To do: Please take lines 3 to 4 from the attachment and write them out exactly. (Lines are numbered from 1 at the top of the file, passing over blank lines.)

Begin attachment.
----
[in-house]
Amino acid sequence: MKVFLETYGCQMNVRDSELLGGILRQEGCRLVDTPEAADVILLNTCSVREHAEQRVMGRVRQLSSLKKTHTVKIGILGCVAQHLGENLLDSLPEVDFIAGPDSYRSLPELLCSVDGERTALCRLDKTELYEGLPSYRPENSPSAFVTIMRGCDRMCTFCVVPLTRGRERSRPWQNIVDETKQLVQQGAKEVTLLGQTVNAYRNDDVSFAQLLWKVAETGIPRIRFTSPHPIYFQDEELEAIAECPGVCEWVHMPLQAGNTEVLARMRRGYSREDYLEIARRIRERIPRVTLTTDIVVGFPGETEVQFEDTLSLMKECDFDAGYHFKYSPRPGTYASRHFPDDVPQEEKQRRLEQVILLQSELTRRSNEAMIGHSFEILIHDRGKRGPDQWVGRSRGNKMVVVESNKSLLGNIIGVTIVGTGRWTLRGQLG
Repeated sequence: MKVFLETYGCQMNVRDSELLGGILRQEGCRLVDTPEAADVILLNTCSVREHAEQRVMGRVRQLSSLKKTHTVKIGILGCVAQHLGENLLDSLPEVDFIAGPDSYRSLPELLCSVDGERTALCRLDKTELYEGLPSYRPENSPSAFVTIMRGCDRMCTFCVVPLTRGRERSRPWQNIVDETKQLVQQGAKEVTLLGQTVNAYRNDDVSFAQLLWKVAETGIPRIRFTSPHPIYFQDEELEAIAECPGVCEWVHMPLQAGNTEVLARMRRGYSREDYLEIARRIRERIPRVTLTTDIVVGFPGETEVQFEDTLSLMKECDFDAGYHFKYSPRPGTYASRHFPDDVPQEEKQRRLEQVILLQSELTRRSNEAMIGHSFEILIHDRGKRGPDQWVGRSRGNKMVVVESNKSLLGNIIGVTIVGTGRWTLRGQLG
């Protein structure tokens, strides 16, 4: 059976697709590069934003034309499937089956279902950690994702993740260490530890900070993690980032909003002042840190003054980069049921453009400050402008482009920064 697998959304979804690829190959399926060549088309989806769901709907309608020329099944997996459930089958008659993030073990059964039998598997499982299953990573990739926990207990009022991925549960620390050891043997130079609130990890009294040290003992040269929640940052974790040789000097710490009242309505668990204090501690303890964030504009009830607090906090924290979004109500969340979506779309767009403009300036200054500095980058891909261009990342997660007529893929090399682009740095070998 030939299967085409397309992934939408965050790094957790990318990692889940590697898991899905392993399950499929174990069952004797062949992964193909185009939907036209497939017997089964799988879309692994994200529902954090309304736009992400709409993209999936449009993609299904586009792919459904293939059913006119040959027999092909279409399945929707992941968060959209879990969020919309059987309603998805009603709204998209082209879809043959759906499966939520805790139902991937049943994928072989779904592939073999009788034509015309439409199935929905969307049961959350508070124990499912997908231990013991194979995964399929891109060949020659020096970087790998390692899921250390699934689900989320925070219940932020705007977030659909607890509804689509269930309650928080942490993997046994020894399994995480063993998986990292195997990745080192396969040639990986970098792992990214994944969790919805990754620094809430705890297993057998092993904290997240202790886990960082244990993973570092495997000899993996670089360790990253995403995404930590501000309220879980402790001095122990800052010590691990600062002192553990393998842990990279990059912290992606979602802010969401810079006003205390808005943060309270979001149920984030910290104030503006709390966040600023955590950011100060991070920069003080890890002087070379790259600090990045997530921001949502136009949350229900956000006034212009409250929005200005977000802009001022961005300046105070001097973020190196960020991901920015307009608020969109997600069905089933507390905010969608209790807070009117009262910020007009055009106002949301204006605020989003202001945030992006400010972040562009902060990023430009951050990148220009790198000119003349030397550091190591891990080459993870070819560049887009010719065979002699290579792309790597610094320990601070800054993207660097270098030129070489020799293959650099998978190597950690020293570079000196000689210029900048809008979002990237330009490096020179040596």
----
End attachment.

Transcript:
Repeated sequence: MKVFLETYGCQMNVRDSELLGGILRQEGCRLVDTPEAADVILLNTCSVREHAEQRVMGRVRQLSSLKKTHTVKIGILGCVAQHLGENLLDSLPEVDFIAGPDSYRSLPELLCSVDGERTALCRLDKTELYEGLPSYRPENSPSAFVTIMRGCDRMCTFCVVPLTRGRERSRPWQNIVDETKQLVQQGAKEVTLLGQTVNAYRNDDVSFAQLLWKVAETGIPRIRFTSPHPIYFQDEELEAIAECPGVCEWVHMPLQAGNTEVLARMRRGYSREDYLEIARRIRERIPRVTLTTDIVVGFPGETEVQFEDTLSLMKECDFDAGYHFKYSPRPGTYASRHFPDDVPQEEKQRRLEQVILLQSELTRRSNEAMIGHSFEILIHDRGKRGPDQWVGRSRGNKMVVVESNKSLLGNIIGVTIVGTGRWTLRGQLG
């Protein structure tokens, strides 16, 4: 059976697709590069934003034309499937089956279902950690994702993740260490530890900070993690980032909003002042840190003054980069049921453009400050402008482009920064 697998959304979804690829190959399926060549088309989806769901709907309608020329099944997996459930089958008659993030073990059964039998598997499982299953990573990739926990207990009022991925549960620390050891043997130079609130990890009294040290003992040269929640940052974790040789000097710490009242309505668990204090501690303890964030504009009830607090906090924290979004109500969340979506779309767009403009300036200054500095980058891909261009990342997660007529893929090399682009740095070998 030939299967085409397309992934939408965050790094957790990318990692889940590697898991899905392993399950499929174990069952004797062949992964193909185009939907036209497939017997089964799988879309692994994200529902954090309304736009992400709409993209999936449009993609299904586009792919459904293939059913006119040959027999092909279409399945929707992941968060959209879990969020919309059987309603998805009603709204998209082209879809043959759906499966939520805790139902991937049943994928072989779904592939073999009788034509015309439409199935929905969307049961959350508070124990499912997908231990013991194979995964399929891109060949020659020096970087790998390692899921250390699934689900989320925070219940932020705007977030659909607890509804689509269930309650928080942490993997046994020894399994995480063993998986990292195997990745080192396969040639990986970098792992990214994944969790919805990754620094809430705890297993057998092993904290997240202790886990960082244990993973570092495997000899993996670089360790990253995403995404930590501000309220879980402790001095122990800052010590691990600062002192553990393998842990990279990059912290992606979602802010969401810079006003205390808005943060309270979001149920984030910290104030503006709390966040600023955590950011100060991070920069003080890890002087070379790259600090990045997530921001949502136009949350229900956000006034212009409250929005200005977000802009001022961005300046105070001097973020190196960020991901920015307009608020969109997600069905089933507390905010969608209790807070009117009262910020007009055009106002949301204006605020989003202001945030992006400010972040562009902060990023430009951050990148220009790198000119003349030397550091190591891990080459993870070819560049887009010719065979002699290579792309790597610094320990601070800054993207660097270098030129070489020799293959650099998978190597950690020293570079000196000689210029900048809008979002990237330009490096020179040596």